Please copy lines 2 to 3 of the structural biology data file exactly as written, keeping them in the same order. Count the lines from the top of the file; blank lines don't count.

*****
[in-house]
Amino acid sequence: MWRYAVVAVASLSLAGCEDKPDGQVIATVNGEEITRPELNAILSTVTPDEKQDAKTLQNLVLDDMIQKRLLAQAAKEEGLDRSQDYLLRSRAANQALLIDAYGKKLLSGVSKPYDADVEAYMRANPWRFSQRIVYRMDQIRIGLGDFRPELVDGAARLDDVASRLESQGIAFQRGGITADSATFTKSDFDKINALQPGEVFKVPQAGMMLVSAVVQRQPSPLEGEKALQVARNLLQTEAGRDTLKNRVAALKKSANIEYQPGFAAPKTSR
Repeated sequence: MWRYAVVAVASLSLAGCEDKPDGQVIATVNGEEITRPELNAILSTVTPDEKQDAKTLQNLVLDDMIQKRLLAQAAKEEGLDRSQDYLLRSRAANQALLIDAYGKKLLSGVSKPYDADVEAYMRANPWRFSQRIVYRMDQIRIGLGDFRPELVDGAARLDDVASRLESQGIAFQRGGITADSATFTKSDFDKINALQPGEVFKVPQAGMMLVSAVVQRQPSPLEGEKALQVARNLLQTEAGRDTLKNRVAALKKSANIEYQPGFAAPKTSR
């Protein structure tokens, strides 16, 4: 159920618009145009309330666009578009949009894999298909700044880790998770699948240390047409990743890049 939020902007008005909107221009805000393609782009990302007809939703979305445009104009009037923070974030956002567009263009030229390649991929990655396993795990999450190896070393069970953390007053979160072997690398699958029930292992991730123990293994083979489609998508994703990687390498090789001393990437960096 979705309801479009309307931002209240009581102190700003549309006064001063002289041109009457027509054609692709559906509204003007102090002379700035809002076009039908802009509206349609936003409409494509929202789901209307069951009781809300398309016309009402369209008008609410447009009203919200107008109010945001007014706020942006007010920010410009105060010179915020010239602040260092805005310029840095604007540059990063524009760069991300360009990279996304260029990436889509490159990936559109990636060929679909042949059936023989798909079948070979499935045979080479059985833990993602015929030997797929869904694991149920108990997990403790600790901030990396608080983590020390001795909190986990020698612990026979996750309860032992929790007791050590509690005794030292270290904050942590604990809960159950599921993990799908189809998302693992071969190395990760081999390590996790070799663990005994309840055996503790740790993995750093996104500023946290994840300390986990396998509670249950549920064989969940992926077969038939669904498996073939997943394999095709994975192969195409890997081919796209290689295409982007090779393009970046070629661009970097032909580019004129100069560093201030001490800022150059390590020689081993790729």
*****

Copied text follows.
Amino acid sequence: MWRYAVVAVASLSLAGCEDKPDGQVIATVNGEEITRPELNAILSTVTPDEKQDAKTLQNLVLDDMIQKRLLAQAAKEEGLDRSQDYLLRSRAANQALLIDAYGKKLLSGVSKPYDADVEAYMRANPWRFSQRIVYRMDQIRIGLGDFRPELVDGAARLDDVASRLESQGIAFQRGGITADSATFTKSDFDKINALQPGEVFKVPQAGMMLVSAVVQRQPSPLEGEKALQVARNLLQTEAGRDTLKNRVAALKKSANIEYQPGFAAPKTSR
Repeated sequence: MWRYAVVAVASLSLAGCEDKPDGQVIATVNGEEITRPELNAILSTVTPDEKQDAKTLQNLVLDDMIQKRLLAQAAKEEGLDRSQDYLLRSRAANQALLIDAYGKKLLSGVSKPYDADVEAYMRANPWRFSQRIVYRMDQIRIGLGDFRPELVDGAARLDDVASRLESQGIAFQRGGITADSATFTKSDFDKINALQPGEVFKVPQAGMMLVSAVVQRQPSPLEGEKALQVARNLLQTEAGRDTLKNRVAALKKSANIEYQPGFAAPKTSR